work. However, I'll keep as watchful an eye on anything and everything any doctor is
trying to do to me as if I were watching any mechanic doing work on any of my machinery or
vehicles. "Keep the doctors away and you might
live to eat an apple a day." :-)
By the way, the recovery rates and record of recovery for heart-attack victims
in France are much better than in North America. That is because intensive
initial cardiac care in France is being administered by paramedics at the homes of
patients and by then providing for home care, rather than merely trying to keep patients
alive during transport to hospitals.
The narrow window of opportunity that was mentioned by some of the commentators at the web
pages you identified is apparently better taken advantage of by doing what the French do
than by what the North American medical services promote as the best possible alternative
for the treatment of heart attacks. That is especially true considering the
inadequate and decreasing levels of services available under Canada's deteriorating
socialist health-care system, where nurses (often) and doctors (sometimes) go on
strike or work to rule, and where more and more hospital beds, even whole hospital
wings are being closed down permanently.
In Canada's rural areas it is not merely hospital beds but large numbers of hospitals
that are being closed. If you are in the market for small hospitals, let me
know. I know some, that were recently renovated at the cost of ten's
of thousands of dollars, that now stand empty and unused, and that you can own
including the land they stand on for prices as low as 10,000 Canadian
dollars a piece.
All the best,
Subsequent to my attempts to send that response to Ken Moyer I did some more
searching on the Internet and found the following:
Statement on Cough CPR
During a sudden arrhythmia, it may be possible for a
conscious/responsive victim to cough forcefully and maintain sufficient blood flow to the
brain to remain conscious for a few seconds until the arrhythmia disappears or is
treated. Blood flow is maintained by an increase in intrathoracic pressure that occurs
during forceful coughs.1-3 The phenomenon has been mislabeled "cough
CPR" although it is not a form of traditional resuscitation.
"Cough CPR" should not be routinely taught as a part of lay rescuer CPR
because it would complicate the teaching of traditional CPR by adding information that is
not generally useful in the prehospital setting. In virtually all lay rescuer CPR courses,
the assessment finding that signals the presence of an emergency is unresponsiveness
on the part of the victim. This signals the rescuer to begin the "A,B,C's" of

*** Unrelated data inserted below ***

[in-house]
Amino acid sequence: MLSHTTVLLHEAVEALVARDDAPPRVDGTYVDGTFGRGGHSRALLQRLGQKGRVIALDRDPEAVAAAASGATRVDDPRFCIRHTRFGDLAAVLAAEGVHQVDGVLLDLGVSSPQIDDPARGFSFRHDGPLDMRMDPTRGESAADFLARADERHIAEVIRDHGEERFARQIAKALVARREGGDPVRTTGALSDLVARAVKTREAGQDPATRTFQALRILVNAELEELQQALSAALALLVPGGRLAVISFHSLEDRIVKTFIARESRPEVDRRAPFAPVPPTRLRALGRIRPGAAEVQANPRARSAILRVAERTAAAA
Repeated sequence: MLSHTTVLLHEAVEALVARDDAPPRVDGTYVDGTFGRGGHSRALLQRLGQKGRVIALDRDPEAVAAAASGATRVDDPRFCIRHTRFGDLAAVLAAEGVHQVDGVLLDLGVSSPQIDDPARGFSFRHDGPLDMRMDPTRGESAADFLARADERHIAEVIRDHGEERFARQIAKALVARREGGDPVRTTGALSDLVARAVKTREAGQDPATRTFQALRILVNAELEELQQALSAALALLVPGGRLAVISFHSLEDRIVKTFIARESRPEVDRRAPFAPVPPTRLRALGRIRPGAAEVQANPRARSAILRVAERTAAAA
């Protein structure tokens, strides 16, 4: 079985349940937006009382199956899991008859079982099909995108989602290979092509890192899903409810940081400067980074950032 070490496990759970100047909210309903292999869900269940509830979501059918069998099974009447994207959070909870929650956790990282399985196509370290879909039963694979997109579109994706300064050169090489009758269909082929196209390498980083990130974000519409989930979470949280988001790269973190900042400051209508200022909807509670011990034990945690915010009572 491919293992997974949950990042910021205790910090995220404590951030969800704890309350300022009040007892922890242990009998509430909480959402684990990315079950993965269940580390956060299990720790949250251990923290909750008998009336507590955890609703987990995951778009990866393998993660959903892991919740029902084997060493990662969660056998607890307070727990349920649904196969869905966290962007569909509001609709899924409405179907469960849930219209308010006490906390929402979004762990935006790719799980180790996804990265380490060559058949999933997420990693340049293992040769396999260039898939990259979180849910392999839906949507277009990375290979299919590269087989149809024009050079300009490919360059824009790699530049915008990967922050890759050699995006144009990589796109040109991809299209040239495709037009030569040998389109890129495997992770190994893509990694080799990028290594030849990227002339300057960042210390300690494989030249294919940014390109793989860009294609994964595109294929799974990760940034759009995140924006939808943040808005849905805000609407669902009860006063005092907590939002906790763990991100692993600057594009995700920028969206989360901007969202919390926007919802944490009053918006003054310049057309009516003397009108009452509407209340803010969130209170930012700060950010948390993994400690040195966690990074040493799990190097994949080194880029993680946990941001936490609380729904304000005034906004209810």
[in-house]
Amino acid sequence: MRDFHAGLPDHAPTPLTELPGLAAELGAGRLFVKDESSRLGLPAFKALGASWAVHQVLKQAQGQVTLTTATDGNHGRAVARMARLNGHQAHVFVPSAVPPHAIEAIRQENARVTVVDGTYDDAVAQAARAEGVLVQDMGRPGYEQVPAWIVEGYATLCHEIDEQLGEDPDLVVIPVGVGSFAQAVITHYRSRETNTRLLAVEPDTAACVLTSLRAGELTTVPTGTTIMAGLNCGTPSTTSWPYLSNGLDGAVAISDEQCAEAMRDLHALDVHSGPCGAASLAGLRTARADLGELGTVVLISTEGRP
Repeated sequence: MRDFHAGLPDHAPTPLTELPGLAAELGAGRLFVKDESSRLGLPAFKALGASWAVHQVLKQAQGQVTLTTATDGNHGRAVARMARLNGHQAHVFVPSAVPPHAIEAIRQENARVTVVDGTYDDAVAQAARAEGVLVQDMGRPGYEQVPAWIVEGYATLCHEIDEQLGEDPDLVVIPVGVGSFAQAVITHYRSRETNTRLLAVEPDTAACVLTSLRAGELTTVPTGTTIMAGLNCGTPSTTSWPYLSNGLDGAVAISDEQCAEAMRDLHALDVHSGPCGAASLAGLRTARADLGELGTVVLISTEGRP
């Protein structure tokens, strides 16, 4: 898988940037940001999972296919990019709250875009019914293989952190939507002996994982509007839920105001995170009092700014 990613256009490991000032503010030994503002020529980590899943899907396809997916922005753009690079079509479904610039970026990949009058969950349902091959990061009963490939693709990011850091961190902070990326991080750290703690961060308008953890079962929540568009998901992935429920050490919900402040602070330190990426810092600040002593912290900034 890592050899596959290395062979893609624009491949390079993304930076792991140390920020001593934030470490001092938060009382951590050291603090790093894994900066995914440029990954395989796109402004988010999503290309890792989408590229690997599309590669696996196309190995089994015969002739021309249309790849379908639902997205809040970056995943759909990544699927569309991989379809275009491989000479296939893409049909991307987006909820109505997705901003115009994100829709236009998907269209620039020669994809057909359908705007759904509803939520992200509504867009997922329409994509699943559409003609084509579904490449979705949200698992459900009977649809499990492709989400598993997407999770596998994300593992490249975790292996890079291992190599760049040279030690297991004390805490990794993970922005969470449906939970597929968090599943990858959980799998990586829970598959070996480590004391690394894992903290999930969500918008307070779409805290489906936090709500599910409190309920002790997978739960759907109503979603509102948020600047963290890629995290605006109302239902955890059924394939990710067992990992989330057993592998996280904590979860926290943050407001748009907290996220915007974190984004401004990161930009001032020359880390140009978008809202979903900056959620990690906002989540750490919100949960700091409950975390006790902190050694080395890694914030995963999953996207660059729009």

CPR. Unresponsive victims will not be able to perform "cough CPR".
Full story and additional references at the website of the
One of the references quoted in the information provided by the American
Heart Association is the original paper by Criley JM, Blaufuss JH, and Kissel GL.
Two additional references refer to reports that are dated 1998 and 1996,
respectively. From that it is quite obvious that the 'Cough CPR' method to restore
an individual's heart rhythm is far from being a hoax.
It boggles the mind, that if a laymen could with little effort find
accreditation of the procedure in two articles by prestigious and well renowned
organizations, why supposedly professional health-care providers would label the procedure
as a hoax.
Still, it needs to be stressed that the procedure should be used by an
individual only when he has absolutely no other recourse and only then,
which is a no-brainer, if he is conscious.
You are absolutely right.......cough CPR is not a hoax.
Thanks for sharing your response to the message from Ken Moyer and
the (in my opinion) questionable logic of some highly regarded
A few years back, I had the unfortunate opportunity to personally
need to use the cough CPR procedure. I was driving home from work at
the time when I felt a very erratic rhythm to my heartbeat. There
was absolutely no pain but, almost immediately, I became very dizzy
which was getting progressively worse very quickly.
I was not in a remote area and I did have my cell phone with me but,
let me assure you, there is not enough time to even stop a vehicle
safely, much less flag down a passing motorist or call 911 as
suggested by the American Heart Association. Upon feeling dizzy, you
have 10 to 15 seconds before passing out. You have much less time
than that to do any rational thinking or to take any actions.
I won't go into any details how I knew about cough CPR (by the way,
it wasn't from the email) but I immediately began coughing very
aggressively. This did not make the dizziness go away completely but
it helped and certainly kept it from getting worse. With each cough,
I could feel the dizziness subside slightly but increase somewhat
again between coughs. I didn't try to time the coughs but determined
when I needed to cough by how dizzy I was. I would guess that it was
one every 1 to 2 seconds.
You don't have any sense of time under these circumstances but I
would guess that I kept this up for about 20 seconds when I suddenly
felt my normal heartbeat return. The dizziness went away almost
immediately. I don't know if the coughing had any effect on
restoring normal heart rhythm, as claimed by some, but I am certain
that it kept me from passing out.
It doesn't take a lot of "horse sense" or a "rocket scientist" to
conclude that the logical thing to do is take whatever steps
available to live. As I have just conveyed by email to the AHA, it
just doesn't make sense to sit quietly and wait to die or for help
that may come too late.
I salute you on your courage to publicly disagree with the norm.
comment (2009 02 09) by Lisa L.
Back to Index of Health Issues